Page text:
Russia has vowed its troops will remain in Ukraine to protect Russian interests and citizens until the political situation has been "normalised".
At UN human rights council session in Geneva Foreign Minister Sergei Lavrov said Russia was defending human rights against "ultra-nationalist threats", BBC reports.
Russia is now in de facto military control of the Crimea region, despite Western condemnation of a "violation of Ukraine's sovereignty".
Ukraine has ordered full mobilisation to counter the military intervention.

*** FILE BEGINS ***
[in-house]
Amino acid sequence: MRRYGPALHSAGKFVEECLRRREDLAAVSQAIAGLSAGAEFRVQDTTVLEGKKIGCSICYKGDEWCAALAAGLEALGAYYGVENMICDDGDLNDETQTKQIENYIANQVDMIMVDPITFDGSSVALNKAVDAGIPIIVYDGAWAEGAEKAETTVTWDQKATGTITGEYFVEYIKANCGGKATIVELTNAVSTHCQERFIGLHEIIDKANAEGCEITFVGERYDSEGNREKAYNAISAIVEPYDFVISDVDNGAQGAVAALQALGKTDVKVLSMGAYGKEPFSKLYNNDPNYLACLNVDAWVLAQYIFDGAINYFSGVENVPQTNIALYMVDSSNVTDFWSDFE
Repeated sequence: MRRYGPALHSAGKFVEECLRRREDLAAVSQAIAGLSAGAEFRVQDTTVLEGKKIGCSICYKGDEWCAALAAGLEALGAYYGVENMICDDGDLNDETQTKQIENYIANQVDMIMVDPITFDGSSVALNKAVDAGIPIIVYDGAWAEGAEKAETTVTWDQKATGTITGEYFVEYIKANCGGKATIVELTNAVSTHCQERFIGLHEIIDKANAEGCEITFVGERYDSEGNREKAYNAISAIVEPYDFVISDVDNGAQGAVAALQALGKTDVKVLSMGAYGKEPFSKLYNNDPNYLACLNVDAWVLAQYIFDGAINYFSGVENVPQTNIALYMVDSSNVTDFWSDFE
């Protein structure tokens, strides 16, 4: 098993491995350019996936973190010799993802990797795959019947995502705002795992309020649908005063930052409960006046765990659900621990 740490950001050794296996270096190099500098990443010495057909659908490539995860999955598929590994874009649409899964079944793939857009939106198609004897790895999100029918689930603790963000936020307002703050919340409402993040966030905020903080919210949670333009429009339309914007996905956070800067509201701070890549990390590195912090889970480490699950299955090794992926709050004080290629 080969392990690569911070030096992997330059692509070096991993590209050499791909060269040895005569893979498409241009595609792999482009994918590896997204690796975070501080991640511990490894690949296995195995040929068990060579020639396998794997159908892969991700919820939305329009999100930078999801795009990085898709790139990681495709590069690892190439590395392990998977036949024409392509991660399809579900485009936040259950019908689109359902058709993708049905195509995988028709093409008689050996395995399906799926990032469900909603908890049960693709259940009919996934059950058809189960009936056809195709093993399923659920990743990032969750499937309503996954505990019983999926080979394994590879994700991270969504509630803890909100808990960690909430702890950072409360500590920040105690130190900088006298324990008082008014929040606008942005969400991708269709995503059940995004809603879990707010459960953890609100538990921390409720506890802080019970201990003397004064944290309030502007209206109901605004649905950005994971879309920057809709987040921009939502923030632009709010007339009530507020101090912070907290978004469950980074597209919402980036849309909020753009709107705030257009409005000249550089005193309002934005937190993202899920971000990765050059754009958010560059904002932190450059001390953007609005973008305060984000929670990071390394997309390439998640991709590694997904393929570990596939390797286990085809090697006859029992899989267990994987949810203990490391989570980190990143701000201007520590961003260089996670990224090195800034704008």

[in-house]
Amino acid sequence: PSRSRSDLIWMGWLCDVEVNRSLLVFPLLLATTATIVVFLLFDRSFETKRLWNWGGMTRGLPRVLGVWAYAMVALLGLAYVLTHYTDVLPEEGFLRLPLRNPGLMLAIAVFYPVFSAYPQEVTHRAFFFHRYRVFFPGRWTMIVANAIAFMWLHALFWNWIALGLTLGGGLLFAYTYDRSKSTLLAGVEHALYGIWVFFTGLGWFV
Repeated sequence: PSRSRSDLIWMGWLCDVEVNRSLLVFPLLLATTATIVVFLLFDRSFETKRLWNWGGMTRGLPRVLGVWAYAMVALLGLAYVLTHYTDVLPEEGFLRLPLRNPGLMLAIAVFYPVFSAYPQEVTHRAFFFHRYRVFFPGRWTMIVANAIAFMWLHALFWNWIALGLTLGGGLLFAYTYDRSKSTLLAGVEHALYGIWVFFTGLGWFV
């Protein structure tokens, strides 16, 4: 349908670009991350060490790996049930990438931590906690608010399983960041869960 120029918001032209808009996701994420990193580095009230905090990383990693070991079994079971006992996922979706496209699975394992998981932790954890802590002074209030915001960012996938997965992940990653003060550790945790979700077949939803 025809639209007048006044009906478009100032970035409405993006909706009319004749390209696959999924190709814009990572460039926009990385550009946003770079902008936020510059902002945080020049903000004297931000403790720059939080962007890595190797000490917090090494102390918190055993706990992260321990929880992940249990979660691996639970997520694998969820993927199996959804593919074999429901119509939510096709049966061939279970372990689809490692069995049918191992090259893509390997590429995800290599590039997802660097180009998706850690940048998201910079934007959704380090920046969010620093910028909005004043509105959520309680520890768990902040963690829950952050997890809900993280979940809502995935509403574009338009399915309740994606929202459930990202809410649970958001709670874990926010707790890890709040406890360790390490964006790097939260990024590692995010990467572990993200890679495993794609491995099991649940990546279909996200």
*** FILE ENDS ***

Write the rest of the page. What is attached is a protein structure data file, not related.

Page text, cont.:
Two large Ukrainian military bases are surrounded, with Russian troops standing alongside local self-defence groups, who demand that the Ukrainian soldiers inside defect from Kiev to Crimea's new pro-Russia government.
The naval headquarters remains blockaded and key installations like airports are still occupied. Thousands of newly-arrived Russian elite troops far outnumber Ukraine's military presence here. Crimea has in effect been cut off by roadblocks, where vehicles are being denied access to the peninsula.
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